The crisis has led to severe food shortages, displacement, and a breakdown of essential services, a confluence of factors that, as of last September, had resulted in at least 1,400 deaths, while 816 people reportedly died of hunger in November and December, and, this month, it was reported that more than 200 people had starved to death in Edaga Arbi town and another 16 in Adwa.

The Lancet published research that highlights the alarming increase in malnutrition rates among children in Tigray, with severe acute malnutrition reaching unprecedented levels that will leave lasting consequences on their physical and cognitive development.

Mother with children; Tselemti, Tigray; 1 November 2023; Baraki Wedi Ale.

The critical shortage of medical supplies and personnel in the region has exacerbated the health crisis. Hospitals and healthcare facilities are overwhelmed, and the lack of access to essential medical care is resulting in avoidable deaths.

The unfolding famine is also disrupting schooling in Tigray, causing schools closed for three years due to the war that had reopened only recently to once again shut their doors to students. According to a statement released this month by the TIRA Education Bureau, over 222,000 children in 625 schools are at risk of dropping out of school.

Other studies have shed light on the widespread displacement of communities in Tigray, which has led to disrupted livelihoods and limited access to food and essential services.

Call to Action

Given the urgency of the situation, we put forward the following recommendations:

  1. Immediate humanitarian aid: The Ethiopian government must facilitate immediate and unrestricted access to humanitarian organizations to deliver life-saving aid, including food, medical supplies, and support for essential services. USAID and WFP must fully resume and intensify their food assistance operations as soon as possible, especially for the most vulnerable and hard to reach populations.
  2. International pressure: Regional actors and international organizations must engage in diplomatic efforts to persuade the Ethiopian government to acknowledge the famine, cooperate with humanitarian efforts, and address the root causes of the crisis.
  3. Rehabilitation of healthcare infrastructure: Humanitarian agencies must prioritize the provision of medical aid and personnel to address the health needs of Tigray’s population. Assistance should be directed towards rebuilding and reinforcing the healthcare infrastructure in Tigray to ensure adequate medical care for the affected population.
  4. Sustainable solutions: Efforts should focus not only on addressing the immediate crisis but also on implementing sustainable, long-term solutions. This includes ensuring the safe return of displaced communities to their homes, providing support for agriculture, enhancing existing social protection measures such as the PSNP, and supporting initiatives to build resilience against future shocks.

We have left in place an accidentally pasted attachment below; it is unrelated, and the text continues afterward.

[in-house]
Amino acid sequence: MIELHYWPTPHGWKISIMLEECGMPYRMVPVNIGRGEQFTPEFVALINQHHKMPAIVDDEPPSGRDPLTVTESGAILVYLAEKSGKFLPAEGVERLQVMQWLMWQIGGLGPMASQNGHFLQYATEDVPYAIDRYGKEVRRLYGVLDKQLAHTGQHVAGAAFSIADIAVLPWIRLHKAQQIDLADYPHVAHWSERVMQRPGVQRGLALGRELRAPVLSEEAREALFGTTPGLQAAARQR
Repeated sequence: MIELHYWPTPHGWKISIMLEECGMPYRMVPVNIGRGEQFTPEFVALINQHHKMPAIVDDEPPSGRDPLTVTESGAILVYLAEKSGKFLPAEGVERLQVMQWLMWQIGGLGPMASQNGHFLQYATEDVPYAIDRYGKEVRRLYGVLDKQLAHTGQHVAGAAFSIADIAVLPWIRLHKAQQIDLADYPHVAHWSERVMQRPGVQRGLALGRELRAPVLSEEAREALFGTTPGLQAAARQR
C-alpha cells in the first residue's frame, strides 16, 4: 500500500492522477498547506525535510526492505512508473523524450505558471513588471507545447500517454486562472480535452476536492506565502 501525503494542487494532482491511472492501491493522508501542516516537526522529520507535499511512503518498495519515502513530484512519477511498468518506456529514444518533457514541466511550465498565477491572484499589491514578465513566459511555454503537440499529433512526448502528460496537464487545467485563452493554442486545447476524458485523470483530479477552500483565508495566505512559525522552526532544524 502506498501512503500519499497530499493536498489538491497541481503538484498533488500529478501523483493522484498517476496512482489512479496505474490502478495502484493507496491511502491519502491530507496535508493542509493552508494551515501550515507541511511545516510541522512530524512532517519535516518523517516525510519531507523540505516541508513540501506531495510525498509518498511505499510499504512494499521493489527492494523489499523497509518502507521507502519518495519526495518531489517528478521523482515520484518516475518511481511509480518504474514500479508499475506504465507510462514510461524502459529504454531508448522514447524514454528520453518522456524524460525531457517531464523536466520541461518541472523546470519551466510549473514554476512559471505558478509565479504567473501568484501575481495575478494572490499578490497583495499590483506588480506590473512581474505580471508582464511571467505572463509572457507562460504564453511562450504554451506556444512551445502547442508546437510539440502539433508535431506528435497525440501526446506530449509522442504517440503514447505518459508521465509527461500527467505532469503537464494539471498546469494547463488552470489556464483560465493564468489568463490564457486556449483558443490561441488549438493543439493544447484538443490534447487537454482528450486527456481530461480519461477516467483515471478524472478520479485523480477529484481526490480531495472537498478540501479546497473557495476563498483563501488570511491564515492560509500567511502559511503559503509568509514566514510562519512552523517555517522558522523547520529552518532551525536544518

The unfolding famine in Tigray demands an immediate, coordinated, and evidence-based response from the international community.

By leveraging insights from scientific journals and humanitarian agencies, as well as local authorities and community knowledge, we can formulate targeted strategies to mitigate the scope and impact of the current humanitarian crisis, and work towards a more secure future for the people of Tigray.

Forty years ago, nearly one million people died due to famine in Ethiopia. The deepening famine today could ultimately rival those of the past in Ethiopia.

In 1984, global agencies and celebrities stepped up to raise awareness and galvanize support for Ethiopia. Currently, the world is preoccupied with the wars in Gaza and Ukraine at the expense of what is happening in Tigray and other parts of Africa. The communication blockade during the war and continuing restricted media and cellphone coverage have also not enabled disseminating information in real time.

Time is of the essence. The world cannot afford to be a silent witness to the suffering unfolding in Tigray.

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Main Image: Woman in field; Mekelle, Tigray; November 2023; Goyteom Gebreegziabher (Twitter: @Goyteom37)

This is the author’s viewpoint. However, Ethiopia Insight will correct clear factual errors.

Published under Creative Commons Attribution-NonCommercial 4.0 International licence. You may not use the material for commercial purposes.

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About the author

Mulugeta Gebregziabher

Mulugeta is a Professor of Biostatistics and Vice Chair for Academic Programs at the Medical University of South Carolina (MUSC) and President of Peace and Justice For Tigreans International. He has done research on public health, global health and war prevention in Tigray and other parts of the world. He is a recipient of The Victor Sidel and Barry Levy Award for Peace for his outstanding contributions to preventing war and promoting international peace. Follow him on Twitter @ProfMulugeta.

About the author

Patrick Wight

Patrick is the Executive Editor at Ethiopia Insight and a lecturer at Okanagan College in Kelowna, British Columbia. He holds a Ph.D. in Political Science and International Development from the University of Guelph, Canada. He spent 18 months in Ethiopia between 2014 and 2019 while researching the South Sudan peace process.

About the author

Lyla Mehta

Lyla Mehta is a Professor at the Institute of Development Studies and Norwegian University of Life Sciences. She has done occasional research on water and sanitation issues in Tigray and other parts of Ethiopia since 2006. She can be followed on twitter at @Lyla Mehta and Mastodan @Lylamehta@mas.to